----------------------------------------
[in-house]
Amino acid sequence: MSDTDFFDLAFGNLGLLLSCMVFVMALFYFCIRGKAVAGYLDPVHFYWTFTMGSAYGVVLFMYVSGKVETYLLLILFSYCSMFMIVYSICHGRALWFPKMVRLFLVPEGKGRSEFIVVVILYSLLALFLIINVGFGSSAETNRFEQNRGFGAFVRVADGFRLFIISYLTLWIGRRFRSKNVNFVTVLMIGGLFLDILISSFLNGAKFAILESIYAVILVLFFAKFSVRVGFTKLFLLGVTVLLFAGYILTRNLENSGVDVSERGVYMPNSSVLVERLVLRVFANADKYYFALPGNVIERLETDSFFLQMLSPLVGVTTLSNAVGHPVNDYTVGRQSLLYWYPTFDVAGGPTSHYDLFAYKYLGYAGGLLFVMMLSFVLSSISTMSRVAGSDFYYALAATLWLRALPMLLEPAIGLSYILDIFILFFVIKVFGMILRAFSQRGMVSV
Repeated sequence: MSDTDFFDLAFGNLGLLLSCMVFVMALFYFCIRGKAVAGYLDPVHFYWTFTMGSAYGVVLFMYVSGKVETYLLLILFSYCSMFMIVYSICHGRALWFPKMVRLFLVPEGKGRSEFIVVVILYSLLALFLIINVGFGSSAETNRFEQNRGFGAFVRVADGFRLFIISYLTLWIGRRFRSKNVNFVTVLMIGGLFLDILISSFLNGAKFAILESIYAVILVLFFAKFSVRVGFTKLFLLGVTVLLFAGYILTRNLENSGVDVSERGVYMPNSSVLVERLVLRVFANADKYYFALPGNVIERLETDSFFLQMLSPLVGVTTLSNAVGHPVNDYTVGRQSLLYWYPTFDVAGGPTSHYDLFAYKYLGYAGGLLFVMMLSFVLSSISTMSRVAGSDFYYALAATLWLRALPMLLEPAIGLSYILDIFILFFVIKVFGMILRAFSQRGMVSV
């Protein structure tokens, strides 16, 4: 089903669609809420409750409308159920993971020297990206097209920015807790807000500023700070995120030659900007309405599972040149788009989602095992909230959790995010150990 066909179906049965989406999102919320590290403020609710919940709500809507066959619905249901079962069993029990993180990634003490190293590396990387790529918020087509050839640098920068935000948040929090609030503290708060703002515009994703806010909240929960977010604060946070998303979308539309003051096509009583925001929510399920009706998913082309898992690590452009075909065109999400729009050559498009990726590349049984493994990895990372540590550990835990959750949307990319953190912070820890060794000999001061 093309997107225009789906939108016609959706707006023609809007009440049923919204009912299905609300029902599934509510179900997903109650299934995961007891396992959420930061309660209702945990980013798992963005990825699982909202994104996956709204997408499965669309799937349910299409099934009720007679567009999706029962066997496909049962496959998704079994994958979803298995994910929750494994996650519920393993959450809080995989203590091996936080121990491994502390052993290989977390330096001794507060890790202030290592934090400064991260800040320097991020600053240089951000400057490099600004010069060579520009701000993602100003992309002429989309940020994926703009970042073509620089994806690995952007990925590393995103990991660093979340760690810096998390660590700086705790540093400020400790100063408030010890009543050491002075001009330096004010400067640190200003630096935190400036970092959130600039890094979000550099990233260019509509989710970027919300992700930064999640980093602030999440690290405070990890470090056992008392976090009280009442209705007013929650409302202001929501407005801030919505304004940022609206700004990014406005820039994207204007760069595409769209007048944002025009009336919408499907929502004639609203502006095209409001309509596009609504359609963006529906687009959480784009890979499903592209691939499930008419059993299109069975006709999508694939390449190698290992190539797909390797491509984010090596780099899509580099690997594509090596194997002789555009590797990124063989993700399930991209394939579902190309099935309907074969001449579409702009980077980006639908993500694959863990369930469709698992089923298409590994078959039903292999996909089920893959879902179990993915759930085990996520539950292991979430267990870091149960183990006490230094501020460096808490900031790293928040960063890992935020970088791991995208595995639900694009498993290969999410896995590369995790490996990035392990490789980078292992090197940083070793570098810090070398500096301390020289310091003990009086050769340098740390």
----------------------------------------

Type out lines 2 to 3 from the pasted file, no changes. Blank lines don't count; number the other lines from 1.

Amino acid sequence: MSDTDFFDLAFGNLGLLLSCMVFVMALFYFCIRGKAVAGYLDPVHFYWTFTMGSAYGVVLFMYVSGKVETYLLLILFSYCSMFMIVYSICHGRALWFPKMVRLFLVPEGKGRSEFIVVVILYSLLALFLIINVGFGSSAETNRFEQNRGFGAFVRVADGFRLFIISYLTLWIGRRFRSKNVNFVTVLMIGGLFLDILISSFLNGAKFAILESIYAVILVLFFAKFSVRVGFTKLFLLGVTVLLFAGYILTRNLENSGVDVSERGVYMPNSSVLVERLVLRVFANADKYYFALPGNVIERLETDSFFLQMLSPLVGVTTLSNAVGHPVNDYTVGRQSLLYWYPTFDVAGGPTSHYDLFAYKYLGYAGGLLFVMMLSFVLSSISTMSRVAGSDFYYALAATLWLRALPMLLEPAIGLSYILDIFILFFVIKVFGMILRAFSQRGMVSV
Repeated sequence: MSDTDFFDLAFGNLGLLLSCMVFVMALFYFCIRGKAVAGYLDPVHFYWTFTMGSAYGVVLFMYVSGKVETYLLLILFSYCSMFMIVYSICHGRALWFPKMVRLFLVPEGKGRSEFIVVVILYSLLALFLIINVGFGSSAETNRFEQNRGFGAFVRVADGFRLFIISYLTLWIGRRFRSKNVNFVTVLMIGGLFLDILISSFLNGAKFAILESIYAVILVLFFAKFSVRVGFTKLFLLGVTVLLFAGYILTRNLENSGVDVSERGVYMPNSSVLVERLVLRVFANADKYYFALPGNVIERLETDSFFLQMLSPLVGVTTLSNAVGHPVNDYTVGRQSLLYWYPTFDVAGGPTSHYDLFAYKYLGYAGGLLFVMMLSFVLSSISTMSRVAGSDFYYALAATLWLRALPMLLEPAIGLSYILDIFILFFVIKVFGMILRAFSQRGMVSV